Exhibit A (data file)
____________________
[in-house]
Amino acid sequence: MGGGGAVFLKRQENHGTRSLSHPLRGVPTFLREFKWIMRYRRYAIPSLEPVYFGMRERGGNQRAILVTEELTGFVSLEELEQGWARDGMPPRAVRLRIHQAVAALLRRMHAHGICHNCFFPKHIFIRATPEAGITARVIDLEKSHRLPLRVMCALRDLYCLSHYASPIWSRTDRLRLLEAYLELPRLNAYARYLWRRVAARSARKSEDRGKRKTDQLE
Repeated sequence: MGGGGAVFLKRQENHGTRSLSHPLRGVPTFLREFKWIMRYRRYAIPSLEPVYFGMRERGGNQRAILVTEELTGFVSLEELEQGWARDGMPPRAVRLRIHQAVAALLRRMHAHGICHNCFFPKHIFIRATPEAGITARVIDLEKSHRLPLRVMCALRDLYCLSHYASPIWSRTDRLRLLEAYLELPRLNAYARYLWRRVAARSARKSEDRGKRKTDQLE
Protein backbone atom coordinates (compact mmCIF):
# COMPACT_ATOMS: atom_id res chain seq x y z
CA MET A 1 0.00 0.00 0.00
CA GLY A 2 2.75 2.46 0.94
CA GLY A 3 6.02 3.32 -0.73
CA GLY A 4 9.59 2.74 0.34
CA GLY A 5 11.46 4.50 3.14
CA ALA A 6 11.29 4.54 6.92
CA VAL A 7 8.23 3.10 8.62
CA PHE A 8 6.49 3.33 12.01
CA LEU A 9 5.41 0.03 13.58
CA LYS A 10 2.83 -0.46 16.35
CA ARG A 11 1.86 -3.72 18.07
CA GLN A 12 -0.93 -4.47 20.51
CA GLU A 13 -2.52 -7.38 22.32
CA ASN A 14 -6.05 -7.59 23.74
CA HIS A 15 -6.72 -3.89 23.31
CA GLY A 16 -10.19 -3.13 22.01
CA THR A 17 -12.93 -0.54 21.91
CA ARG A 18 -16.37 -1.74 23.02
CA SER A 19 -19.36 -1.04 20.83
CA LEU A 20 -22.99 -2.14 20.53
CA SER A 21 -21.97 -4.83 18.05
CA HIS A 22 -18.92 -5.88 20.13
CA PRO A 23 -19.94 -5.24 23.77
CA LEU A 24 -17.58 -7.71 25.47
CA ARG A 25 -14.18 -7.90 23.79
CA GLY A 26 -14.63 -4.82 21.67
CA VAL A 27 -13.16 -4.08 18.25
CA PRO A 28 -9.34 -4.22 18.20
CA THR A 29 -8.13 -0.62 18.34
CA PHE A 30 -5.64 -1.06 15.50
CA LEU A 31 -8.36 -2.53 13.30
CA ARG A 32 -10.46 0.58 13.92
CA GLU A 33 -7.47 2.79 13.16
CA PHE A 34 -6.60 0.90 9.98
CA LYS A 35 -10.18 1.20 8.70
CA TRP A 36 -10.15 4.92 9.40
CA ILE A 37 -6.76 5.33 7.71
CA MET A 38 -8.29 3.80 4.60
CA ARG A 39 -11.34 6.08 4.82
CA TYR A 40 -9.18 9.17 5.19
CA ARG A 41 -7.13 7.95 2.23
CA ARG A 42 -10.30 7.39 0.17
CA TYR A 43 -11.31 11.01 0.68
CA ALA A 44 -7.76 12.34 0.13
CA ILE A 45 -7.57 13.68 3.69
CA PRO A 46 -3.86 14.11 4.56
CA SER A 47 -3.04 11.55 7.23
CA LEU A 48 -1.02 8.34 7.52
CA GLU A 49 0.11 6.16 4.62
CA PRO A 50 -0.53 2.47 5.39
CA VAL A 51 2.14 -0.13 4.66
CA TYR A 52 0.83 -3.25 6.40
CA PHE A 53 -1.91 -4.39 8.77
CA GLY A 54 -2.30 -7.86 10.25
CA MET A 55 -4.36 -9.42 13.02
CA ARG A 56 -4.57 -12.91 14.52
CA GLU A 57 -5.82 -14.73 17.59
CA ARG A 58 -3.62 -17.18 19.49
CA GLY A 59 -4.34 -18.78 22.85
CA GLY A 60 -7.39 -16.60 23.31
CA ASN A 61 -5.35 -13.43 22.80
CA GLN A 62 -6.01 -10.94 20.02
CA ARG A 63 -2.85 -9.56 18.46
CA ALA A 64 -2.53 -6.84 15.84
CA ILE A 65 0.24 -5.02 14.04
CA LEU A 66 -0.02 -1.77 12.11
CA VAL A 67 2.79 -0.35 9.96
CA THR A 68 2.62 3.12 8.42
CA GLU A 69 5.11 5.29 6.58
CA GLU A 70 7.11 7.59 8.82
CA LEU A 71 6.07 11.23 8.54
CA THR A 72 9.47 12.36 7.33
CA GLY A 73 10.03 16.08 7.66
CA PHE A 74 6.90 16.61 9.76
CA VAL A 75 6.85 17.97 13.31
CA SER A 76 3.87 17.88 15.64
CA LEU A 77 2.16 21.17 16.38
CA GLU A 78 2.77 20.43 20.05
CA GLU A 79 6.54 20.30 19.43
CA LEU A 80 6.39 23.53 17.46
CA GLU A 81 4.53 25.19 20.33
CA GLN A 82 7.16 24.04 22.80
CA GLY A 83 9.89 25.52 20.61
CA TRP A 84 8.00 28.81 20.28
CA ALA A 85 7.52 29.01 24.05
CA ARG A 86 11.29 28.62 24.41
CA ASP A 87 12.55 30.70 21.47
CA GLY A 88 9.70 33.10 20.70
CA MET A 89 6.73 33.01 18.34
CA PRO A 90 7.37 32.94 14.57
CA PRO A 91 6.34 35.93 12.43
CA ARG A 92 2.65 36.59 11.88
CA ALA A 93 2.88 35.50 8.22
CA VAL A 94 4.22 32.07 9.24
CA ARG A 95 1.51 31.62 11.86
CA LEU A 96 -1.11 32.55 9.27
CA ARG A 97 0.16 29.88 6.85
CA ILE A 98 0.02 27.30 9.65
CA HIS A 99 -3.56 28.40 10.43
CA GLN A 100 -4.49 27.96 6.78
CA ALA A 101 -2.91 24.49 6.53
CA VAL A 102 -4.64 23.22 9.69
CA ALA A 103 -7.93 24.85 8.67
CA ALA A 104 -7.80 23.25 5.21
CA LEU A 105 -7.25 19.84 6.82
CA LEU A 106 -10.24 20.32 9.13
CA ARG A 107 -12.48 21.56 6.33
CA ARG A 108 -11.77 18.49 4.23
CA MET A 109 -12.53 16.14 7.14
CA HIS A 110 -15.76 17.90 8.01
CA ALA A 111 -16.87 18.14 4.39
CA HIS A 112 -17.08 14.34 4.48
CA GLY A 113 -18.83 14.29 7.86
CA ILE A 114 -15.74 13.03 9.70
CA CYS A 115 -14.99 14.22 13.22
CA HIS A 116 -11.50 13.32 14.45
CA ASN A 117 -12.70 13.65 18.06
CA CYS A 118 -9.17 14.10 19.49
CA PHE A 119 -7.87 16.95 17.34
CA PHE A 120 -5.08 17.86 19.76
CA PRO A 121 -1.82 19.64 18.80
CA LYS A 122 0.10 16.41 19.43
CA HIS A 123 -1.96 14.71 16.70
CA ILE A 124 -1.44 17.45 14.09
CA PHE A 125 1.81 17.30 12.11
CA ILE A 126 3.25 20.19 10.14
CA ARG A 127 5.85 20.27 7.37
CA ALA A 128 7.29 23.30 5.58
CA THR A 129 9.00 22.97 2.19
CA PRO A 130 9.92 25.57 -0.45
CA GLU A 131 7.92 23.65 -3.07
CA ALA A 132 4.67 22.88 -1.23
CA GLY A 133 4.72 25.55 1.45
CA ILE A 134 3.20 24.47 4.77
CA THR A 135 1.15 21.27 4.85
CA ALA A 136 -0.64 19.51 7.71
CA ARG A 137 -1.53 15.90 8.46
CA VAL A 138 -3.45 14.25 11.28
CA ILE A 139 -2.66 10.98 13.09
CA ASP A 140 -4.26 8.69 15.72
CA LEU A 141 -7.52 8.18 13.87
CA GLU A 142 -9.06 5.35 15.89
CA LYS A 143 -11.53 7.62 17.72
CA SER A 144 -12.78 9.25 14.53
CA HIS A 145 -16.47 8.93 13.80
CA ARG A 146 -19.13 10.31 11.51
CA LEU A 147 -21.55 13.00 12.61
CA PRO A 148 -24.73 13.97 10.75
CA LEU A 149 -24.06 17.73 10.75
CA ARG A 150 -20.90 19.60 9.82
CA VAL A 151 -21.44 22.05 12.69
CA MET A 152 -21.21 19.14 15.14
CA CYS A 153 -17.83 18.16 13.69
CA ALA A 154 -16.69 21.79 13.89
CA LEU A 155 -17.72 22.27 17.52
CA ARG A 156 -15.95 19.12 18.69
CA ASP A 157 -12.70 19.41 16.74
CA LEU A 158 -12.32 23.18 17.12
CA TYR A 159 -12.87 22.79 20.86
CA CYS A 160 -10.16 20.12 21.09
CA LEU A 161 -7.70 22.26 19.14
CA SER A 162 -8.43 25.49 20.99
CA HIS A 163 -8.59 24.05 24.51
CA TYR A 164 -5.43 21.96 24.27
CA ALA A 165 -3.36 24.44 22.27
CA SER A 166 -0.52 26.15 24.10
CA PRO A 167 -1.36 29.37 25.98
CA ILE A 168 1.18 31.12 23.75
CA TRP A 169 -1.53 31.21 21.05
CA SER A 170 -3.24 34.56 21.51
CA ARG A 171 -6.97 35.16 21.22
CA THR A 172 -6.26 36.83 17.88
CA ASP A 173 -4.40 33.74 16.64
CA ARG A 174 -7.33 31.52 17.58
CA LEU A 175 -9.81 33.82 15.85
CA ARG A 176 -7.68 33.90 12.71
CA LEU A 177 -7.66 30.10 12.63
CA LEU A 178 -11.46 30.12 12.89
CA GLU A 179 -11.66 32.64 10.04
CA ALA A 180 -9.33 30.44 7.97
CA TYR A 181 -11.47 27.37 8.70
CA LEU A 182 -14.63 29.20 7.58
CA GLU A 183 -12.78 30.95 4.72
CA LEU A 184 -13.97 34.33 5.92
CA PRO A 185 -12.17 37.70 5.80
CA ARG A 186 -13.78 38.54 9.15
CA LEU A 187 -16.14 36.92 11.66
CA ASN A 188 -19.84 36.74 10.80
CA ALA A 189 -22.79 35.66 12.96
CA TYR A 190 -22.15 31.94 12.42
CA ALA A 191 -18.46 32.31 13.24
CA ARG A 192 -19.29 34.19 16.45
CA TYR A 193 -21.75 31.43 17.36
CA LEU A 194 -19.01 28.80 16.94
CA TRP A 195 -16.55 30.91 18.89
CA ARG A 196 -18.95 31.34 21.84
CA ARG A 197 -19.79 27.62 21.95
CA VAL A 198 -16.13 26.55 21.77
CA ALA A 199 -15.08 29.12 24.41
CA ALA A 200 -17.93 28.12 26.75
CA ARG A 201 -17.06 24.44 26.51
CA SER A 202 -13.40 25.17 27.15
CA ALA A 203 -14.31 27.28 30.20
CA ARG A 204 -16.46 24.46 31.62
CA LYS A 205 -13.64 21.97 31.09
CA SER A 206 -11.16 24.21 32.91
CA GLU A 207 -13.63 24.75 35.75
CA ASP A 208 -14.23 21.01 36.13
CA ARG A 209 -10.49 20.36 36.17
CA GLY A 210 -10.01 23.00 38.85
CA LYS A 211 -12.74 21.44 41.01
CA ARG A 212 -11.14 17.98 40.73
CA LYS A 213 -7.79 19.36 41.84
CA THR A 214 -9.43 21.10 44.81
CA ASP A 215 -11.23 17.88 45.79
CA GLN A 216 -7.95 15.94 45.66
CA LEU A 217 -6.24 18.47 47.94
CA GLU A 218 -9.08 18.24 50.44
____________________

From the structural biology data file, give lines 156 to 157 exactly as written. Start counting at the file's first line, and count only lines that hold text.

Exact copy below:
CA VAL A 151 -21.44 22.05 12.69
CA MET A 152 -21.21 19.14 15.14